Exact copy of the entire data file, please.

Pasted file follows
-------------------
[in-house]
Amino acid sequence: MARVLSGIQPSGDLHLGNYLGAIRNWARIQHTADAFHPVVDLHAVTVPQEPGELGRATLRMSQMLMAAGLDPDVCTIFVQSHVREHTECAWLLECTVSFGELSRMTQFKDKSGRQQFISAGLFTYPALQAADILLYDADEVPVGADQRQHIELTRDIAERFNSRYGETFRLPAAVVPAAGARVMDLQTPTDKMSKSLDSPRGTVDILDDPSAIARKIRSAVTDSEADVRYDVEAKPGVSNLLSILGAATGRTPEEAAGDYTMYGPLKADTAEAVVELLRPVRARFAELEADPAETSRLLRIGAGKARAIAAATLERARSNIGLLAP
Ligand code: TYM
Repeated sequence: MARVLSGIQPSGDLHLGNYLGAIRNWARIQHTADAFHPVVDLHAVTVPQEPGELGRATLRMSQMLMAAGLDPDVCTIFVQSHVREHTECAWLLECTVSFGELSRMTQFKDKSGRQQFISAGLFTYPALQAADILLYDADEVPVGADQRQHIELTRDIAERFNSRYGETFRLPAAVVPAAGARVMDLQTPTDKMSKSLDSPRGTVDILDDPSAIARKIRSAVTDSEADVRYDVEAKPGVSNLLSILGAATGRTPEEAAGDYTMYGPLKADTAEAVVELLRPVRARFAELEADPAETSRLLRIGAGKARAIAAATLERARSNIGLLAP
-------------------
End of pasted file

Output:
[in-house]
Amino acid sequence: MARVLSGIQPSGDLHLGNYLGAIRNWARIQHTADAFHPVVDLHAVTVPQEPGELGRATLRMSQMLMAAGLDPDVCTIFVQSHVREHTECAWLLECTVSFGELSRMTQFKDKSGRQQFISAGLFTYPALQAADILLYDADEVPVGADQRQHIELTRDIAERFNSRYGETFRLPAAVVPAAGARVMDLQTPTDKMSKSLDSPRGTVDILDDPSAIARKIRSAVTDSEADVRYDVEAKPGVSNLLSILGAATGRTPEEAAGDYTMYGPLKADTAEAVVELLRPVRARFAELEADPAETSRLLRIGAGKARAIAAATLERARSNIGLLAP
Ligand code: TYM
Repeated sequence: MARVLSGIQPSGDLHLGNYLGAIRNWARIQHTADAFHPVVDLHAVTVPQEPGELGRATLRMSQMLMAAGLDPDVCTIFVQSHVREHTECAWLLECTVSFGELSRMTQFKDKSGRQQFISAGLFTYPALQAADILLYDADEVPVGADQRQHIELTRDIAERFNSRYGETFRLPAAVVPAAGARVMDLQTPTDKMSKSLDSPRGTVDILDDPSAIARKIRSAVTDSEADVRYDVEAKPGVSNLLSILGAATGRTPEEAAGDYTMYGPLKADTAEAVVELLRPVRARFAELEADPAETSRLLRIGAGKARAIAAATLERARSNIGLLAP